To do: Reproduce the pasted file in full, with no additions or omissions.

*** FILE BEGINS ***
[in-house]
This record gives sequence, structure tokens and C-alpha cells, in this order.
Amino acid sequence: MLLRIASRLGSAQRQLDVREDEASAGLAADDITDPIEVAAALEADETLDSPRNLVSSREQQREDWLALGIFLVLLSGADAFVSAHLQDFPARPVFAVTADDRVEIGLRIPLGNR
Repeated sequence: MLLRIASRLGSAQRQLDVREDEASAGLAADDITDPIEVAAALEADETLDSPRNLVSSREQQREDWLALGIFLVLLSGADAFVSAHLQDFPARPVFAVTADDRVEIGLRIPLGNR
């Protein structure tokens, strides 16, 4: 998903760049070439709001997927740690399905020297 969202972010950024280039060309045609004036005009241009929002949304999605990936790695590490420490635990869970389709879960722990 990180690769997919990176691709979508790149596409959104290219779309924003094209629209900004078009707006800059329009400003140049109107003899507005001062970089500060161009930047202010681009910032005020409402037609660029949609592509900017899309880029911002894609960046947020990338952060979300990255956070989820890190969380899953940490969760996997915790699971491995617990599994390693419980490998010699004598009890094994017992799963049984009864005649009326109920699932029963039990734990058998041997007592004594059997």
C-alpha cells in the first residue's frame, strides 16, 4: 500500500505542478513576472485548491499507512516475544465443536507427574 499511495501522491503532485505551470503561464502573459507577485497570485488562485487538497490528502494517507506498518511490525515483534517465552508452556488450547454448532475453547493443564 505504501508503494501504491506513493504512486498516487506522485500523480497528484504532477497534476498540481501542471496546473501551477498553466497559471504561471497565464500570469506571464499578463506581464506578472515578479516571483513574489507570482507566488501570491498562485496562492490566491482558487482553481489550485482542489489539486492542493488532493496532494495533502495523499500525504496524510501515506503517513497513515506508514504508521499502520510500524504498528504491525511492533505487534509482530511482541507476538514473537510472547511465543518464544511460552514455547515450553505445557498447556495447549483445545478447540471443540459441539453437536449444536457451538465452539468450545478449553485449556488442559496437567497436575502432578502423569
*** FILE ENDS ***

[in-house]
This record gives sequence, structure tokens and C-alpha cells, in this order.
Amino acid sequence: MLLRIASRLGSAQRQLDVREDEASAGLAADDITDPIEVAAALEADETLDSPRNLVSSREQQREDWLALGIFLVLLSGADAFVSAHLQDFPARPVFAVTADDRVEIGLRIPLGNR
Repeated sequence: MLLRIASRLGSAQRQLDVREDEASAGLAADDITDPIEVAAALEADETLDSPRNLVSSREQQREDWLALGIFLVLLSGADAFVSAHLQDFPARPVFAVTADDRVEIGLRIPLGNR
């Protein structure tokens, strides 16, 4: 998903760049070439709001997927740690399905020297 969202972010950024280039060309045609004036005009241009929002949304999605990936790695590490420490635990869970389709879960722990 990180690769997919990176691709979508790149596409959104290219779309924003094209629209900004078009707006800059329009400003140049109107003899507005001062970089500060161009930047202010681009910032005020409402037609660029949609592509900017899309880029911002894609960046947020990338952060979300990255956070989820890190969380899953940490969760996997915790699971491995617990599994390693419980490998010699004598009890094994017992799963049984009864005649009326109920699932029963039990734990058998041997007592004594059997």
C-alpha cells in the first residue's frame, strides 16, 4: 500500500505542478513576472485548491499507512516475544465443536507427574 499511495501522491503532485505551470503561464502573459507577485497570485488562485487538497490528502494517507506498518511490525515483534517465552508452556488450547454448532475453547493443564 505504501508503494501504491506513493504512486498516487506522485500523480497528484504532477497534476498540481501542471496546473501551477498553466497559471504561471497565464500570469506571464499578463506581464506578472515578479516571483513574489507570482507566488501570491498562485496562492490566491482558487482553481489550485482542489489539486492542493488532493496532494495533502495523499500525504496524510501515506503517513497513515506508514504508521499502520510500524504498528504491525511492533505487534509482530511482541507476538514473537510472547511465543518464544511460552514455547515450553505445557498447556495447549483445545478447540471443540459441539453437536449444536457451538465452539468450545478449553485449556488442559496437567497436575502432578502423569